The eminent scholar Roland Mushat Frye died on January 20, 2005, at the age of 83, in Gladwyne, Pennsylvania. Born in Birmingham, Alabama, in 1922, Frye earned three degrees, including his Ph.D., from Princeton University. He served in the United States Army during World War II and was awarded the Bronze Star. After the war, he taught at Emory University and was a research professor in residence at the Folger Shakespeare Library before settling at the University of Pennsylvania, where he was the Felix E. Schelling Professor of English Literature until retiring in 1983. A devout Presbyterian, Frye was professionally trained in theology as well as in the humanities, and his books, including God, Man, and Satan (1960) and Shakespeare and Christian Doctrine (1963), reflected his interest in the interplay of religion with literary and cultural history.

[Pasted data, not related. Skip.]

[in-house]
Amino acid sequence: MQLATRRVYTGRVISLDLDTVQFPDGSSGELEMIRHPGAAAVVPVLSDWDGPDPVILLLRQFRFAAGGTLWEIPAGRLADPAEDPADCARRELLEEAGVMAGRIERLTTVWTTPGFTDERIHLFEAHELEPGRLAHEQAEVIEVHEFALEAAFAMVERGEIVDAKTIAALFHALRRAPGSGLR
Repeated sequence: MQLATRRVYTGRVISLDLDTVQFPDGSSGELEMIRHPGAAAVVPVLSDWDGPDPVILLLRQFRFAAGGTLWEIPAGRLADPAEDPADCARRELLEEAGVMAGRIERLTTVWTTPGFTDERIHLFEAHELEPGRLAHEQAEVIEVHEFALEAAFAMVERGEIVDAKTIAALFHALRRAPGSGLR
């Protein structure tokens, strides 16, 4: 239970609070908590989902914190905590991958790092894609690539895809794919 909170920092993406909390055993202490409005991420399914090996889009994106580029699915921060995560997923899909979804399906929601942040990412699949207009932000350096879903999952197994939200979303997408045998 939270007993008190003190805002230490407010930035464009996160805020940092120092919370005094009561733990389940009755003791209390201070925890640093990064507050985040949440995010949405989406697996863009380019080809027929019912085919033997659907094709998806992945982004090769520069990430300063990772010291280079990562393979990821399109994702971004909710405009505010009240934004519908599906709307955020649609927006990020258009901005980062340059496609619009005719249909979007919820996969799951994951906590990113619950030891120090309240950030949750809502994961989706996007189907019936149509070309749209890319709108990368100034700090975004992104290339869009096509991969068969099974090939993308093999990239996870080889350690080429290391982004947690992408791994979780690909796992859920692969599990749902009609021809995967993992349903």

Frye was also the editor of Is God a Creationist? The Religious Case Against Creation-Science (1983; now out of print), a collection of essays that together (as Frye wrote in his prefatory overview) "present a comprehensive picture of central religious responses to, and rejections of, the oversimplified and misapplied literalism of modern creationism and creation-science"; the authors include Langdon Gilkey, Davis A. Young, Conrad Hyers, Owen Gingerich, Pope John Paul II, and Frye himself, who contributed a prefatory overview and a concluding epilogue on "The two faces of God." Is God a Creationist? was recommended by James S. Trefil "even to those who, like myself, prefer to conduct this particular battle solely on scientific grounds. It is immensely heartening to learn that creationists, if anything, are farther from the religious mainstream than they are from the scientific."